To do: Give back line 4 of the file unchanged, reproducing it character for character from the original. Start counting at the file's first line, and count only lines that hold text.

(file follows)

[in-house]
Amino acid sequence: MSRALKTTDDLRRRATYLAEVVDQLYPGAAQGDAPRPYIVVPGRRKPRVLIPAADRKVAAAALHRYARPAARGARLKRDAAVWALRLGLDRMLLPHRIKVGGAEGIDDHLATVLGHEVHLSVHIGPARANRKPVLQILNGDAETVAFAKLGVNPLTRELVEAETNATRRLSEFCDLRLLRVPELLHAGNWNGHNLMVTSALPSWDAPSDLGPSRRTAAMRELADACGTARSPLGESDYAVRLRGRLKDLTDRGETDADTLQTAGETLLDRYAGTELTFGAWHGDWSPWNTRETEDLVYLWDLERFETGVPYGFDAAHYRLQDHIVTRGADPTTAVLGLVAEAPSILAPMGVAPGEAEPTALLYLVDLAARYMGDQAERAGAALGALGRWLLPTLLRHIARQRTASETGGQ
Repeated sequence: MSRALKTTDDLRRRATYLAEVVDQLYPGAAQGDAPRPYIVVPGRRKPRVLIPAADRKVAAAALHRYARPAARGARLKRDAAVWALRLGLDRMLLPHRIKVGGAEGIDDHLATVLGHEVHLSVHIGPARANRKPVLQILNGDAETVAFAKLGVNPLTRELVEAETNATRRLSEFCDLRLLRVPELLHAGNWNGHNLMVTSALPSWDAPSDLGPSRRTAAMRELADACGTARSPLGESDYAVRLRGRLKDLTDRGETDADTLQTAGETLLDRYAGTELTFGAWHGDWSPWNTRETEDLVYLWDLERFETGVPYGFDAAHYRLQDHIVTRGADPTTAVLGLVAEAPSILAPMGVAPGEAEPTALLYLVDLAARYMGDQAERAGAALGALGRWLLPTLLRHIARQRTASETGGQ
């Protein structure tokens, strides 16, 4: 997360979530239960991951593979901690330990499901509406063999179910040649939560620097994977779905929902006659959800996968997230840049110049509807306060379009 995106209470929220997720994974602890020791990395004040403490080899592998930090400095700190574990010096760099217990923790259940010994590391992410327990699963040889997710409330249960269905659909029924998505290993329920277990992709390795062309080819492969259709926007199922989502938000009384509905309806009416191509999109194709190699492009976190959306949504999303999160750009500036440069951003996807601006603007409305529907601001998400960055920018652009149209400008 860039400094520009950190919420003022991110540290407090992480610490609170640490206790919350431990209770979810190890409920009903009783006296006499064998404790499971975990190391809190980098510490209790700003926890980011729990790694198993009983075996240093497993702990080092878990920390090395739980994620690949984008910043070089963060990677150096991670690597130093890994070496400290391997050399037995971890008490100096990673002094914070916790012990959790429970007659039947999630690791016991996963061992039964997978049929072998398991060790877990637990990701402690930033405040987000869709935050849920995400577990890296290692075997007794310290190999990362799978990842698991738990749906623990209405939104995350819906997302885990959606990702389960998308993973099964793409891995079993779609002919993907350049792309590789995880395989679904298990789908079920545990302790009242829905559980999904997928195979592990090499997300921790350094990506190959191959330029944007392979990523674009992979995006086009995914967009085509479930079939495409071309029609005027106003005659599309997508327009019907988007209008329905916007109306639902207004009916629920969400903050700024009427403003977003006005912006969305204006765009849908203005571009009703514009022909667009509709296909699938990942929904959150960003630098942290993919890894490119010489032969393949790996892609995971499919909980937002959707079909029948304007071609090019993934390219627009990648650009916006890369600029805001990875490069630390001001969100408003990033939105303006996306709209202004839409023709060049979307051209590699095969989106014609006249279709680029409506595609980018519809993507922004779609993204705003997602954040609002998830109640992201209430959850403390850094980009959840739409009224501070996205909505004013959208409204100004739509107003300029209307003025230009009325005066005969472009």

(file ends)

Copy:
């Protein structure tokens, strides 16, 4: 997360979530239960991951593979901690330990499901509406063999179910040649939560620097994977779905929902006659959800996968997230840049110049509807306060379009 995106209470929220997720994974602890020791990395004040403490080899592998930090400095700190574990010096760099217990923790259940010994590391992410327990699963040889997710409330249960269905659909029924998505290993329920277990992709390795062309080819492969259709926007199922989502938000009384509905309806009416191509999109194709190699492009976190959306949504999303999160750009500036440069951003996807601006603007409305529907601001998400960055920018652009149209400008 860039400094520009950190919420003022991110540290407090992480610490609170640490206790919350431990209770979810190890409920009903009783006296006499064998404790499971975990190391809190980098510490209790700003926890980011729990790694198993009983075996240093497993702990080092878990920390090395739980994620690949984008910043070089963060990677150096991670690597130093890994070496400290391997050399037995971890008490100096990673002094914070916790012990959790429970007659039947999630690791016991996963061992039964997978049929072998398991060790877990637990990701402690930033405040987000869709935050849920995400577990890296290692075997007794310290190999990362799978990842698991738990749906623990209405939104995350819906997302885990959606990702389960998308993973099964793409891995079993779609002919993907350049792309590789995880395989679904298990789908079920545990302790009242829905559980999904997928195979592990090499997300921790350094990506190959191959330029944007392979990523674009992979995006086009995914967009085509479930079939495409071309029609005027106003005659599309997508327009019907988007209008329905916007109306639902207004009916629920969400903050700024009427403003977003006005912006969305204006765009849908203005571009009703514009022909667009509709296909699938990942929904959150960003630098942290993919890894490119010489032969393949790996892609995971499919909980937002959707079909029948304007071609090019993934390219627009990648650009916006890369600029805001990875490069630390001001969100408003990033939105303006996306709209202004839409023709060049979307051209590699095969989106014609006249279709680029409506595609980018519809993507922004779609993204705003997602954040609002998830109640992201209430959850403390850094980009959840739409009224501070996205909505004013959208409204100004739509107003300029209307003025230009009325005066005969472009």